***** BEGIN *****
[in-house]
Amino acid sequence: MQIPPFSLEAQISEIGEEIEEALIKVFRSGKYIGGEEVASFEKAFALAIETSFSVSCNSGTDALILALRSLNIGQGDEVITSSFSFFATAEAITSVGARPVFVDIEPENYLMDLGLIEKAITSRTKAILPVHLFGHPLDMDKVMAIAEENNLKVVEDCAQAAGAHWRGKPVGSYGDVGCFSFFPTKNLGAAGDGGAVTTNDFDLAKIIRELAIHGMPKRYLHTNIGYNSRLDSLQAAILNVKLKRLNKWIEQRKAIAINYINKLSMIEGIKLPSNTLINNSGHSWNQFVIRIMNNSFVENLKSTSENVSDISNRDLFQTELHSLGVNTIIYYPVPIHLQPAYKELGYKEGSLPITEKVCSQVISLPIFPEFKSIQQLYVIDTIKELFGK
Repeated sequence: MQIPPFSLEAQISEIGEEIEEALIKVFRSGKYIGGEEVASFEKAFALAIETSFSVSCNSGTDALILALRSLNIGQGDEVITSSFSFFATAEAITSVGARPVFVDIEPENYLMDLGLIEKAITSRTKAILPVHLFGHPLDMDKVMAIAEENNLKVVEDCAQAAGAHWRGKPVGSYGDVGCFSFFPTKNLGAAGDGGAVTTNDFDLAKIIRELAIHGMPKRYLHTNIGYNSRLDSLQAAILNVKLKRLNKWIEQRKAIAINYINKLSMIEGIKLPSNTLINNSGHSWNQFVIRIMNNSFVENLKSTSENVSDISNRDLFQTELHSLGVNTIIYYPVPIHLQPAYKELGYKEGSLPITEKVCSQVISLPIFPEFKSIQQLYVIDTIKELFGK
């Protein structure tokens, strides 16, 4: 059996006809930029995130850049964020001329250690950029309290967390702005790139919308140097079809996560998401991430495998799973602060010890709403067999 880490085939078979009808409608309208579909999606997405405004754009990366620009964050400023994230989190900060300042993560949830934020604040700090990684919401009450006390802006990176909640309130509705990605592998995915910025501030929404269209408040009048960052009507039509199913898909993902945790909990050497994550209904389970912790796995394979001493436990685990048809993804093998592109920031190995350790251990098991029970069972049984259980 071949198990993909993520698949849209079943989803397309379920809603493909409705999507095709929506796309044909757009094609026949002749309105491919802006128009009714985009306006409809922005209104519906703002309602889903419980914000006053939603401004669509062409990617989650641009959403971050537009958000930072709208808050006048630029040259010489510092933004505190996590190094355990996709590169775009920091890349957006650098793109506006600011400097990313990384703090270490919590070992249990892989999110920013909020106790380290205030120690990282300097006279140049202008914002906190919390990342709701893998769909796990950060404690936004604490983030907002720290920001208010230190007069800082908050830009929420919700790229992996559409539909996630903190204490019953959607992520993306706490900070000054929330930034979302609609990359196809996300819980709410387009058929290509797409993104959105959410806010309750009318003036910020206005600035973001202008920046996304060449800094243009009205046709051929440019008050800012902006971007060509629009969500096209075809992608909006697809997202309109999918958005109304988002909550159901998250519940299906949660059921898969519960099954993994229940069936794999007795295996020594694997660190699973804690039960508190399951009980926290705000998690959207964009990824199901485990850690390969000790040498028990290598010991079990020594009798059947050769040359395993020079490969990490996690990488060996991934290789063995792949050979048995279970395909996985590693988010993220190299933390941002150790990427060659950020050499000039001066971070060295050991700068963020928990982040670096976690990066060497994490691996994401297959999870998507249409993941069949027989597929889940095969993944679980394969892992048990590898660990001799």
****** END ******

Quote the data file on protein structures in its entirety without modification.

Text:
[in-house]
Amino acid sequence: MQIPPFSLEAQISEIGEEIEEALIKVFRSGKYIGGEEVASFEKAFALAIETSFSVSCNSGTDALILALRSLNIGQGDEVITSSFSFFATAEAITSVGARPVFVDIEPENYLMDLGLIEKAITSRTKAILPVHLFGHPLDMDKVMAIAEENNLKVVEDCAQAAGAHWRGKPVGSYGDVGCFSFFPTKNLGAAGDGGAVTTNDFDLAKIIRELAIHGMPKRYLHTNIGYNSRLDSLQAAILNVKLKRLNKWIEQRKAIAINYINKLSMIEGIKLPSNTLINNSGHSWNQFVIRIMNNSFVENLKSTSENVSDISNRDLFQTELHSLGVNTIIYYPVPIHLQPAYKELGYKEGSLPITEKVCSQVISLPIFPEFKSIQQLYVIDTIKELFGK
Repeated sequence: MQIPPFSLEAQISEIGEEIEEALIKVFRSGKYIGGEEVASFEKAFALAIETSFSVSCNSGTDALILALRSLNIGQGDEVITSSFSFFATAEAITSVGARPVFVDIEPENYLMDLGLIEKAITSRTKAILPVHLFGHPLDMDKVMAIAEENNLKVVEDCAQAAGAHWRGKPVGSYGDVGCFSFFPTKNLGAAGDGGAVTTNDFDLAKIIRELAIHGMPKRYLHTNIGYNSRLDSLQAAILNVKLKRLNKWIEQRKAIAINYINKLSMIEGIKLPSNTLINNSGHSWNQFVIRIMNNSFVENLKSTSENVSDISNRDLFQTELHSLGVNTIIYYPVPIHLQPAYKELGYKEGSLPITEKVCSQVISLPIFPEFKSIQQLYVIDTIKELFGK
């Protein structure tokens, strides 16, 4: 059996006809930029995130850049964020001329250690950029309290967390702005790139919308140097079809996560998401991430495998799973602060010890709403067999 880490085939078979009808409608309208579909999606997405405004754009990366620009964050400023994230989190900060300042993560949830934020604040700090990684919401009450006390802006990176909640309130509705990605592998995915910025501030929404269209408040009048960052009507039509199913898909993902945790909990050497994550209904389970912790796995394979001493436990685990048809993804093998592109920031190995350790251990098991029970069972049984259980 071949198990993909993520698949849209079943989803397309379920809603493909409705999507095709929506796309044909757009094609026949002749309105491919802006128009009714985009306006409809922005209104519906703002309602889903419980914000006053939603401004669509062409990617989650641009959403971050537009958000930072709208808050006048630029040259010489510092933004505190996590190094355990996709590169775009920091890349957006650098793109506006600011400097990313990384703090270490919590070992249990892989999110920013909020106790380290205030120690990282300097006279140049202008914002906190919390990342709701893998769909796990950060404690936004604490983030907002720290920001208010230190007069800082908050830009929420919700790229992996559409539909996630903190204490019953959607992520993306706490900070000054929330930034979302609609990359196809996300819980709410387009058929290509797409993104959105959410806010309750009318003036910020206005600035973001202008920046996304060449800094243009009205046709051929440019008050800012902006971007060509629009969500096209075809992608909006697809997202309109999918958005109304988002909550159901998250519940299906949660059921898969519960099954993994229940069936794999007795295996020594694997660190699973804690039960508190399951009980926290705000998690959207964009990824199901485990850690390969000790040498028990290598010991079990020594009798059947050769040359395993020079490969990490996690990488060996991934290789063995792949050979048995279970395909996985590693988010993220190299933390941002150790990427060659950020050499000039001066971070060295050991700068963020928990982040670096976690990066060497994490691996994401297959999870998507249409993941069949027989597929889940095969993944679980394969892992048990590898660990001799």